House GOP tax reform bill would kill tax-exempt stadium bonds
- House Republicans revealed their tax reform bill on Thursday, which would eliminate the ability for state and local governments to use tax-exempt bonds as a way to finance sports stadiums, reports The Hill.
- According to Axios, public entities have used $13 billion of these types of bonds since 2000 to build sports venues, but a 2016 Brookings Institution study said the federal government lost $3.2 billion in tax revenue from 2000 to 2014 due to their use as a financing mechanism for 35 projects.
- Tax-exempt bonds usually come into play when states and municipalities desire to help team owners pay for venue upgrades or new construction, often as an enticement to keep the team from relocating to another city.
According to the Wall Street Journal, the Atlanta Falcons' new $1.5 billion Mercedes-Benz Stadium was the beneficiary of $200 million of public bond financing. In addition, the Las Vegas Stadium Authority (LVSA) and the Southern Nevada Tourism Infrastructure Committee (SNTIC) were planning on using tax-exempt bond financing to pay for their $750 million share of the Las Vegas Raiders' new $2 billion stadium, the Las Vegas Review-Journal reported.
A representative for the LVSA told the Review-Journal that using taxable bonds would make the project more expensive or decrease the yield and that they would have to recalculate the project's financials to ascertain the full impact on the project. The bonds, according to the Las Vegas Sun, would be backed by an increase in hotel room taxes along the Las Vegas Strip and in other areas of Clark County, NV. Investors in the stadium told Nevada officials back in August 2016 that if the state didn't provide the $750 million in public financing that the team would start looking for another host city.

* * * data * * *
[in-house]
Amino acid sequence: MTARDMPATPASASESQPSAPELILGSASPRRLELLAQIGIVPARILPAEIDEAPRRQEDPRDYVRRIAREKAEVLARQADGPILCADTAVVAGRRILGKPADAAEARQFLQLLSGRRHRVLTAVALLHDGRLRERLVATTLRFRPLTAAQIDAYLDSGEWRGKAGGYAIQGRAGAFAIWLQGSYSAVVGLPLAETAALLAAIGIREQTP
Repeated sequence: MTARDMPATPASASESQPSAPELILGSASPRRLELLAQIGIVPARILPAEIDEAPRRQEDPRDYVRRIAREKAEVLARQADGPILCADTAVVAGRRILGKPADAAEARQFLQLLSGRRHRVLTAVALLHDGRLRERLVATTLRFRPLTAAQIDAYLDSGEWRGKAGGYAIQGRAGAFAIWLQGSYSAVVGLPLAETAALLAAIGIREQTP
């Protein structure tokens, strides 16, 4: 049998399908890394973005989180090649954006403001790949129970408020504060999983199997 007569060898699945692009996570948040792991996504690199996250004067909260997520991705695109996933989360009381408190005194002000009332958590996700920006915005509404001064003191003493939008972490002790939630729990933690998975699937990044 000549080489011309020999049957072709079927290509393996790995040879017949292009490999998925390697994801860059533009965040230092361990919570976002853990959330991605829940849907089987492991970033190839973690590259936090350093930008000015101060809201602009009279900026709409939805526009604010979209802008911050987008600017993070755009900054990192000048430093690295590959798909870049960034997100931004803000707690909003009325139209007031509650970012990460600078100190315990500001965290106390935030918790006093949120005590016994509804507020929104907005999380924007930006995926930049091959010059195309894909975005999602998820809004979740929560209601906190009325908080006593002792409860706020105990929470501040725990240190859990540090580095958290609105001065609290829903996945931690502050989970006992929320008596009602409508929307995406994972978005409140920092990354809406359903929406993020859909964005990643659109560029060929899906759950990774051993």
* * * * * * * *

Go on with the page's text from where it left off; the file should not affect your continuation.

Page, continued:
In 2014, the Michigan Economic Development Corporation's Strategic Fund authorized $250 million in tax-exempt bonds to help finance construction of the Detroit Red Wings' Little Caesars Arena, according to The Detroit News. The bonds are partially backed by school property taxes. Then in May, the Strategic Fund gave the green light to an additional $36 million in bonds to pay for the additional construction costs of readying the venue for the NBA's Detroit Pistons, who decided to share the arena with the Red Wings.
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